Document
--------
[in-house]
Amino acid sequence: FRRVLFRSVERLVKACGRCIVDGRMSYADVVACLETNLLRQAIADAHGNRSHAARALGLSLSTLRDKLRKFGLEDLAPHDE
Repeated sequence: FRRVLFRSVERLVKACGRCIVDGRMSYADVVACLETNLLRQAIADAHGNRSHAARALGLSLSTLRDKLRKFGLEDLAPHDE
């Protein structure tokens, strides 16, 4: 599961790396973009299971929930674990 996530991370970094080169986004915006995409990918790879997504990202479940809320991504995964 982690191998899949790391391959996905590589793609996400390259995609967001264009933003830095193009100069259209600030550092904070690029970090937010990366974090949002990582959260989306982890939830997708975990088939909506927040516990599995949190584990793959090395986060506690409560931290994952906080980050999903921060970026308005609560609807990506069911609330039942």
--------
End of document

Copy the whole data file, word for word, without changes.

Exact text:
[in-house]
Amino acid sequence: FRRVLFRSVERLVKACGRCIVDGRMSYADVVACLETNLLRQAIADAHGNRSHAARALGLSLSTLRDKLRKFGLEDLAPHDE
Repeated sequence: FRRVLFRSVERLVKACGRCIVDGRMSYADVVACLETNLLRQAIADAHGNRSHAARALGLSLSTLRDKLRKFGLEDLAPHDE
């Protein structure tokens, strides 16, 4: 599961790396973009299971929930674990 996530991370970094080169986004915006995409990918790879997504990202479940809320991504995964 982690191998899949790391391959996905590589793609996400390259995609967001264009933003830095193009100069259209600030550092904070690029970090937010990366974090949002990582959260989306982890939830997708975990088939909506927040516990599995949190584990793959090395986060506690409560931290994952906080980050999903921060970026308005609560609807990506069911609330039942």